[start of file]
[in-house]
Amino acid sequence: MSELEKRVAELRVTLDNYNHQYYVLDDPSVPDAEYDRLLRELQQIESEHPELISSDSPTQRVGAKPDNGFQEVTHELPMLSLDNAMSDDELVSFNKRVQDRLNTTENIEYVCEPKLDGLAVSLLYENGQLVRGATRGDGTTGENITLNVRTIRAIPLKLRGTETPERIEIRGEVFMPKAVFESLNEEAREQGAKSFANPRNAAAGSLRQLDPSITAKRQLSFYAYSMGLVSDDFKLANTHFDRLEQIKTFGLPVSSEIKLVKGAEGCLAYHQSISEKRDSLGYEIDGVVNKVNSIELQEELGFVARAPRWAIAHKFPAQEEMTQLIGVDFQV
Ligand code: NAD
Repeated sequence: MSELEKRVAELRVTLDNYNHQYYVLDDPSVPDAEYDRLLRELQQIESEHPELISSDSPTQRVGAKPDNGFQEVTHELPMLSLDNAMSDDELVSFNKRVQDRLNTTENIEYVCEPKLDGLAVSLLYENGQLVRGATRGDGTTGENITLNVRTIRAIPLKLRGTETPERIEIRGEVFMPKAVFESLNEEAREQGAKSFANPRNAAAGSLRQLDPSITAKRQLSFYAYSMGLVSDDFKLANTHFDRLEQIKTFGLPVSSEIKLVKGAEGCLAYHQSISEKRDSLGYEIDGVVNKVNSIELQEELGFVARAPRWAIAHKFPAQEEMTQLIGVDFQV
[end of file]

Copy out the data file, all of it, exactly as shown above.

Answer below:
[in-house]
Amino acid sequence: MSELEKRVAELRVTLDNYNHQYYVLDDPSVPDAEYDRLLRELQQIESEHPELISSDSPTQRVGAKPDNGFQEVTHELPMLSLDNAMSDDELVSFNKRVQDRLNTTENIEYVCEPKLDGLAVSLLYENGQLVRGATRGDGTTGENITLNVRTIRAIPLKLRGTETPERIEIRGEVFMPKAVFESLNEEAREQGAKSFANPRNAAAGSLRQLDPSITAKRQLSFYAYSMGLVSDDFKLANTHFDRLEQIKTFGLPVSSEIKLVKGAEGCLAYHQSISEKRDSLGYEIDGVVNKVNSIELQEELGFVARAPRWAIAHKFPAQEEMTQLIGVDFQV
Ligand code: NAD
Repeated sequence: MSELEKRVAELRVTLDNYNHQYYVLDDPSVPDAEYDRLLRELQQIESEHPELISSDSPTQRVGAKPDNGFQEVTHELPMLSLDNAMSDDELVSFNKRVQDRLNTTENIEYVCEPKLDGLAVSLLYENGQLVRGATRGDGTTGENITLNVRTIRAIPLKLRGTETPERIEIRGEVFMPKAVFESLNEEAREQGAKSFANPRNAAAGSLRQLDPSITAKRQLSFYAYSMGLVSDDFKLANTHFDRLEQIKTFGLPVSSEIKLVKGAEGCLAYHQSISEKRDSLGYEIDGVVNKVNSIELQEELGFVARAPRWAIAHKFPAQEEMTQLIGVDFQV